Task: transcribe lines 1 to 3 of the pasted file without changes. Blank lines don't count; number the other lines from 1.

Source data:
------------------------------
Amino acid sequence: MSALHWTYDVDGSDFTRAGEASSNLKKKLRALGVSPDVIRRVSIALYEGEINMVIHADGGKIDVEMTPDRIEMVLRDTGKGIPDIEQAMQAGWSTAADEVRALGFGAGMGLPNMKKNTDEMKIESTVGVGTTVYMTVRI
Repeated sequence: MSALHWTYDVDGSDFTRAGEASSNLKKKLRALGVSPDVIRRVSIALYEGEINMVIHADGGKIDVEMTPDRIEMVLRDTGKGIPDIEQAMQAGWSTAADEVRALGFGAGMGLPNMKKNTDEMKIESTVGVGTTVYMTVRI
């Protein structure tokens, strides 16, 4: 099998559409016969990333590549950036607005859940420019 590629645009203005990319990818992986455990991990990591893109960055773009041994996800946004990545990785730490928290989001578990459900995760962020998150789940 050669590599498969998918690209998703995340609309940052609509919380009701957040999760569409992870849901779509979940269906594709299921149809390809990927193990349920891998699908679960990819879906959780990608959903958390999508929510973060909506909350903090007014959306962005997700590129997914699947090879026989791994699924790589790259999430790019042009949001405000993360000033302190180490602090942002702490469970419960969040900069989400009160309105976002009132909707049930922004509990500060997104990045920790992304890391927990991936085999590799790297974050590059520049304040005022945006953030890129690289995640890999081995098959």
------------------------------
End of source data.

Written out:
Amino acid sequence: MSALHWTYDVDGSDFTRAGEASSNLKKKLRALGVSPDVIRRVSIALYEGEINMVIHADGGKIDVEMTPDRIEMVLRDTGKGIPDIEQAMQAGWSTAADEVRALGFGAGMGLPNMKKNTDEMKIESTVGVGTTVYMTVRI
Repeated sequence: MSALHWTYDVDGSDFTRAGEASSNLKKKLRALGVSPDVIRRVSIALYEGEINMVIHADGGKIDVEMTPDRIEMVLRDTGKGIPDIEQAMQAGWSTAADEVRALGFGAGMGLPNMKKNTDEMKIESTVGVGTTVYMTVRI
């Protein structure tokens, strides 16, 4: 099998559409016969990333590549950036607005859940420019 590629645009203005990319990818992986455990991990990591893109960055773009041994996800946004990545990785730490928290989001578990459900995760962020998150789940 050669590599498969998918690209998703995340609309940052609509919380009701957040999760569409992870849901779509979940269906594709299921149809390809990927193990349920891998699908679960990819879906959780990608959903958390999508929510973060909506909350903090007014959306962005997700590129997914699947090879026989791994699924790589790259999430790019042009949001405000993360000033302190180490602090942002702490469970419960969040900069989400009160309105976002009132909707049930922004509990500060997104990045920790992304890391927990991936085999590799790297974050590059520049304040005022945006953030890129690289995640890999081995098959």